and one further image of a patient in a wheelchair (the only dated image).
Gonda 'was one of the best known and most passionate believers in the value of electrotherapy. His methods
and activities had been noticed by the military and medical authorities throughout the Dual Monarchy, and by the
wider public as well … Gonda, born in Ungvar in 1889, had graduated from the Faculty of Medicine at the
University of Budapest in 1911, then worked as a physician in a sanatorium. In 1916, he joined the hospital of the
Hungarian Royal Disability Department in Rozsahegy (now Ruzomberok in Slovakia) as a neurologist. He had
been transferred from there to Ujpest in 1917. After the war he worked in Romania for a while and at the end of the
1920s he emigrated to the United States, where he later became a professor of neurology in Chicago ... In 1916,
during his time at the clinic in Rozsahegy, Gonda published an article, "Rasche Heilung der Symptome der im
Kriege entstandenen 'traumatischen neurose'" (A quick cure of symptoms of war-related 'traumatic neuroses'), in
which he presented his method in detail. It basically consisted of administering painful electric shocks of growing
intensity with alternating current applied to the patient's foot. The administration of the shocks was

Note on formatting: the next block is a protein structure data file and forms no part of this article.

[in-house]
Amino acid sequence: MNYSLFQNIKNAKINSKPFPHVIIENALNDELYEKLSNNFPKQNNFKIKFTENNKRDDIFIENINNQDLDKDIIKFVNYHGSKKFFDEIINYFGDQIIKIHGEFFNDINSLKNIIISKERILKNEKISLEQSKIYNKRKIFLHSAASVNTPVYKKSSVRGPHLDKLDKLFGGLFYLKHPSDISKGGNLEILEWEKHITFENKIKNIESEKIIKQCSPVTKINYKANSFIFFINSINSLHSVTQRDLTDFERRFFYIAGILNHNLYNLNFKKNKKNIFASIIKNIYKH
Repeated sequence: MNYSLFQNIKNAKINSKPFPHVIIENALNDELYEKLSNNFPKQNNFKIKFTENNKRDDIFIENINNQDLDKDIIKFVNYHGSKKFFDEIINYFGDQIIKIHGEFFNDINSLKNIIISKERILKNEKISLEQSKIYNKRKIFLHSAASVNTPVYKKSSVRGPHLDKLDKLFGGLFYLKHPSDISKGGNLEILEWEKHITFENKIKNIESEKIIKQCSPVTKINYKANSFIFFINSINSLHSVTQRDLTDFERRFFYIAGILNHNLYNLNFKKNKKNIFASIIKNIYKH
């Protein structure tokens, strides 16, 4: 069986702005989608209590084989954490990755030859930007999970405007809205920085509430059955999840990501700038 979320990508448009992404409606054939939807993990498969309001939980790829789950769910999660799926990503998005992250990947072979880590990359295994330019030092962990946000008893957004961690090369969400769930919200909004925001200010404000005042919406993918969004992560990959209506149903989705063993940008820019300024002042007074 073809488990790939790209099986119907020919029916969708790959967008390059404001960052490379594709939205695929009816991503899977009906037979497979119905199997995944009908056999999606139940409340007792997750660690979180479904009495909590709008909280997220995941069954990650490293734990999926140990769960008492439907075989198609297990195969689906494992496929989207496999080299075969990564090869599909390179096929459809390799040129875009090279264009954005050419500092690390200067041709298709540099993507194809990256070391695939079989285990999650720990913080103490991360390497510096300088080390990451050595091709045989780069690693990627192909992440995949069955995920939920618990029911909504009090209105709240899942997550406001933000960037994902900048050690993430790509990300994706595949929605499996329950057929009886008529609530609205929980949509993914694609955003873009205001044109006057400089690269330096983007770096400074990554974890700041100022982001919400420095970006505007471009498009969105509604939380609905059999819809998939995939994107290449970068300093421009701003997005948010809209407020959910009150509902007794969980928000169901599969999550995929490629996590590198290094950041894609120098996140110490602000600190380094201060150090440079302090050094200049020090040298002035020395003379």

complemented by verbal suggestion. This procedure was repeated eight to ten times, and finally the patient was
forced to stand up, move about, walk, and run’ (Schwartz, Gender and Modernity in Central Europe: The Austro-
Hungarian Monarchy pp. 193). Gonda subsequently claimed to have cured up to 4000 patients.
Schwartz goes on to note that according to documents located at the Kriegsarchiv in Vienna, his methods were
deemed successful by many, with one Dr Ignac Keméeny, a neurologist at the Budapest garrison hospital,
asserting that out of forty cases, thirty-nine had been immediately cured after only one or a maximum of two
treatments. However Gonda's therapeutic methods were challenged by many others colleagues, who believed
them to be unduly harsh. Professor Karoly Hoor, Dean of the Faculty of Medicine at the University of Budapest
sent a letter to the Imperial and Royal Military Health Committee in 1917, in which he severely criticised Gonda's
methods, Hoor pointing out that there was nothing new in his therapy, for similar but less brutal methods had
been applied for a long time in the neurological department of the Budapest faculty of Medicine, where many
thousands of war neurotics had been effectively cured since the beginning of the war.